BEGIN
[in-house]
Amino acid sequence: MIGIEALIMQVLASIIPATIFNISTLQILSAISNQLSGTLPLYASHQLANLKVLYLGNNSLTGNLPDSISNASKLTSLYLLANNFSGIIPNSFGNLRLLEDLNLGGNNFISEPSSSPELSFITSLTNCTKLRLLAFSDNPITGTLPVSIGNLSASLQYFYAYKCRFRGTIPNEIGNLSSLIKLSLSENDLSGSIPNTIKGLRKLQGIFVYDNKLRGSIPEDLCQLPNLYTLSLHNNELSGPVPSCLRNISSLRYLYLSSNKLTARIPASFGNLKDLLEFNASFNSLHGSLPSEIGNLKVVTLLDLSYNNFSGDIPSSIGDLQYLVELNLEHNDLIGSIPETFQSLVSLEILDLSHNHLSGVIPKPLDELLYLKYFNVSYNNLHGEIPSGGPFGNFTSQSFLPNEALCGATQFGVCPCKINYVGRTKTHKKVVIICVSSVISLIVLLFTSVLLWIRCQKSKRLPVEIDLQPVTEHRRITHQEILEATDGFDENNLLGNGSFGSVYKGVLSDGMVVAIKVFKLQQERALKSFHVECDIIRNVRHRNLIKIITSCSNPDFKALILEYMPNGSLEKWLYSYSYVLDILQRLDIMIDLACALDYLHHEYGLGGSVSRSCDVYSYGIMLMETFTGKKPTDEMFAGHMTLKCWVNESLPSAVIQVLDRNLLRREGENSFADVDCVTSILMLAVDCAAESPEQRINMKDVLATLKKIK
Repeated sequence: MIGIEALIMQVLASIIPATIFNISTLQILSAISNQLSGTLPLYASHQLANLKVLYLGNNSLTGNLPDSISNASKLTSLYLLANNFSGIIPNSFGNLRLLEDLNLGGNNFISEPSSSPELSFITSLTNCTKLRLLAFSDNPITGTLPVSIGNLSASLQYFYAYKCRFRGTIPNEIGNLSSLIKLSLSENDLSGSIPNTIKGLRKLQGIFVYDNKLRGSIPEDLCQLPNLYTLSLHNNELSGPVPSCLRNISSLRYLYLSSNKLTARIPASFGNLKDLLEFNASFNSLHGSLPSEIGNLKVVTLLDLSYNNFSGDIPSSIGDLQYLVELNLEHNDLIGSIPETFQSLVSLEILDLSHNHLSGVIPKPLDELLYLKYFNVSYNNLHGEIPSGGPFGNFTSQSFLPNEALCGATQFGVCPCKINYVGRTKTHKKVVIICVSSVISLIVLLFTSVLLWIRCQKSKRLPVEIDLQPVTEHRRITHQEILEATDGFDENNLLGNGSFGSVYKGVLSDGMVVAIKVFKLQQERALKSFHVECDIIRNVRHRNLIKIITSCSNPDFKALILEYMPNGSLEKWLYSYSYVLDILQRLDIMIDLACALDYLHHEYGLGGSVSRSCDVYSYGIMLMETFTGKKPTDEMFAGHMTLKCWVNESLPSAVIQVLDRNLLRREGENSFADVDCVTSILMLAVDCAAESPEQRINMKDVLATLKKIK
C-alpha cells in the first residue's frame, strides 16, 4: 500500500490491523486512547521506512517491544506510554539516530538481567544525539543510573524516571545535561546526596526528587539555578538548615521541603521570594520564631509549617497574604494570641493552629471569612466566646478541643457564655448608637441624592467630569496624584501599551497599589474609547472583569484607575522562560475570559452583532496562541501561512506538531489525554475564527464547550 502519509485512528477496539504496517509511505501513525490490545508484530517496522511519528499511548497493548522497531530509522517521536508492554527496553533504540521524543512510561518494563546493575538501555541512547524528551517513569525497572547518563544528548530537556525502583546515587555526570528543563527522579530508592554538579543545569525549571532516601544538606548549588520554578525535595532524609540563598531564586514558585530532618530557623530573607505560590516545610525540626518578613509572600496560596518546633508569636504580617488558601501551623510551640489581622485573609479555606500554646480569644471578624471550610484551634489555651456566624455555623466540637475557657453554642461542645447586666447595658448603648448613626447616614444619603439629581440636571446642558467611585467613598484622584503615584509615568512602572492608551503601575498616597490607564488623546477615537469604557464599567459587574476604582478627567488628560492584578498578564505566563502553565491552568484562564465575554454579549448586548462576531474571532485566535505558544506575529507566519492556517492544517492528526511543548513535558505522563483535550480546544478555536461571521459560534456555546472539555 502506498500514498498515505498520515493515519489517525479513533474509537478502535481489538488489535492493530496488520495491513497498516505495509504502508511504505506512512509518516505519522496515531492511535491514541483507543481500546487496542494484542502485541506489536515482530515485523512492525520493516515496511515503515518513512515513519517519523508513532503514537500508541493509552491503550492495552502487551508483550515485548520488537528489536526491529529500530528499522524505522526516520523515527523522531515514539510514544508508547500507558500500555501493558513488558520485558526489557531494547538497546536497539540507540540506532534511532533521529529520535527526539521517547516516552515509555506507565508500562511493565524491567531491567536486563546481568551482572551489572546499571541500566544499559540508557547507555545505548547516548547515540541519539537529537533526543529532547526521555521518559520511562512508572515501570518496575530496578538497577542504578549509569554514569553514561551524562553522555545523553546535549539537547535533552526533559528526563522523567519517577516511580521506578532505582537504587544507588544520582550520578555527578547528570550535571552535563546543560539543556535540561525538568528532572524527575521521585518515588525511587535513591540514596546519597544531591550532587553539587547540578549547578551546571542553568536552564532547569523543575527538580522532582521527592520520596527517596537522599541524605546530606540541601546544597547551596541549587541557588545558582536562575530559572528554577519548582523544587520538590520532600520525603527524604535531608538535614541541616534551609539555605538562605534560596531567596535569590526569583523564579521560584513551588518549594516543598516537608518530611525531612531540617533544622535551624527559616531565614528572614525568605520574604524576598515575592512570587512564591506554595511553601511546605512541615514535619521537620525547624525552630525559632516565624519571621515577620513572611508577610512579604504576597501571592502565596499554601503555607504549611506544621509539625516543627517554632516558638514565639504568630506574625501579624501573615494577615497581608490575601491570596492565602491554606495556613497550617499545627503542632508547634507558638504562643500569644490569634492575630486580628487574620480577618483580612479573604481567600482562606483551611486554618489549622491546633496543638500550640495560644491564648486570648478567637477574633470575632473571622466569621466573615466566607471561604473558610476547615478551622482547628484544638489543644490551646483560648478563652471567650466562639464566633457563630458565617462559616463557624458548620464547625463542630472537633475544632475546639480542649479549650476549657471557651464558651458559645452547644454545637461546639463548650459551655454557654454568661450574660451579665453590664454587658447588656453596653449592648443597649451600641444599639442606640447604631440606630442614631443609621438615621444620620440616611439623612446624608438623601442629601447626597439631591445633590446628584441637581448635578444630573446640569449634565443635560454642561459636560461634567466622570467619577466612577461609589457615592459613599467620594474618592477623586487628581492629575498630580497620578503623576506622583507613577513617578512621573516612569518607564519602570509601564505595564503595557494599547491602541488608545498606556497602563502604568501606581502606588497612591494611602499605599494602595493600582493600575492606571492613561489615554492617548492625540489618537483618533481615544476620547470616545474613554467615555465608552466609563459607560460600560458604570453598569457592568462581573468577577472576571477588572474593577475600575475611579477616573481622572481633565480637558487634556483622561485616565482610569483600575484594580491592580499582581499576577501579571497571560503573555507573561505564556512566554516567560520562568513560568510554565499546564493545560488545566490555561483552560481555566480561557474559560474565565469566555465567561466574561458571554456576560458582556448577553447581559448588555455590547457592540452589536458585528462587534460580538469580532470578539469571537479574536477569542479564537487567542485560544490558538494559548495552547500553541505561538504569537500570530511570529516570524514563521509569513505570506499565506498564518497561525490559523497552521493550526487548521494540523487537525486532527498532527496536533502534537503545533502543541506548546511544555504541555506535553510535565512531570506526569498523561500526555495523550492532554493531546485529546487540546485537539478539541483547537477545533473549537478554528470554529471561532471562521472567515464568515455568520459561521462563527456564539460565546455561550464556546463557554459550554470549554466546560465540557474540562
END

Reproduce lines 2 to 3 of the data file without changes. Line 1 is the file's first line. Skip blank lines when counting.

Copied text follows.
Amino acid sequence: MIGIEALIMQVLASIIPATIFNISTLQILSAISNQLSGTLPLYASHQLANLKVLYLGNNSLTGNLPDSISNASKLTSLYLLANNFSGIIPNSFGNLRLLEDLNLGGNNFISEPSSSPELSFITSLTNCTKLRLLAFSDNPITGTLPVSIGNLSASLQYFYAYKCRFRGTIPNEIGNLSSLIKLSLSENDLSGSIPNTIKGLRKLQGIFVYDNKLRGSIPEDLCQLPNLYTLSLHNNELSGPVPSCLRNISSLRYLYLSSNKLTARIPASFGNLKDLLEFNASFNSLHGSLPSEIGNLKVVTLLDLSYNNFSGDIPSSIGDLQYLVELNLEHNDLIGSIPETFQSLVSLEILDLSHNHLSGVIPKPLDELLYLKYFNVSYNNLHGEIPSGGPFGNFTSQSFLPNEALCGATQFGVCPCKINYVGRTKTHKKVVIICVSSVISLIVLLFTSVLLWIRCQKSKRLPVEIDLQPVTEHRRITHQEILEATDGFDENNLLGNGSFGSVYKGVLSDGMVVAIKVFKLQQERALKSFHVECDIIRNVRHRNLIKIITSCSNPDFKALILEYMPNGSLEKWLYSYSYVLDILQRLDIMIDLACALDYLHHEYGLGGSVSRSCDVYSYGIMLMETFTGKKPTDEMFAGHMTLKCWVNESLPSAVIQVLDRNLLRREGENSFADVDCVTSILMLAVDCAAESPEQRINMKDVLATLKKIK
Repeated sequence: MIGIEALIMQVLASIIPATIFNISTLQILSAISNQLSGTLPLYASHQLANLKVLYLGNNSLTGNLPDSISNASKLTSLYLLANNFSGIIPNSFGNLRLLEDLNLGGNNFISEPSSSPELSFITSLTNCTKLRLLAFSDNPITGTLPVSIGNLSASLQYFYAYKCRFRGTIPNEIGNLSSLIKLSLSENDLSGSIPNTIKGLRKLQGIFVYDNKLRGSIPEDLCQLPNLYTLSLHNNELSGPVPSCLRNISSLRYLYLSSNKLTARIPASFGNLKDLLEFNASFNSLHGSLPSEIGNLKVVTLLDLSYNNFSGDIPSSIGDLQYLVELNLEHNDLIGSIPETFQSLVSLEILDLSHNHLSGVIPKPLDELLYLKYFNVSYNNLHGEIPSGGPFGNFTSQSFLPNEALCGATQFGVCPCKINYVGRTKTHKKVVIICVSSVISLIVLLFTSVLLWIRCQKSKRLPVEIDLQPVTEHRRITHQEILEATDGFDENNLLGNGSFGSVYKGVLSDGMVVAIKVFKLQQERALKSFHVECDIIRNVRHRNLIKIITSCSNPDFKALILEYMPNGSLEKWLYSYSYVLDILQRLDIMIDLACALDYLHHEYGLGGSVSRSCDVYSYGIMLMETFTGKKPTDEMFAGHMTLKCWVNESLPSAVIQVLDRNLLRREGENSFADVDCVTSILMLAVDCAAESPEQRINMKDVLATLKKIK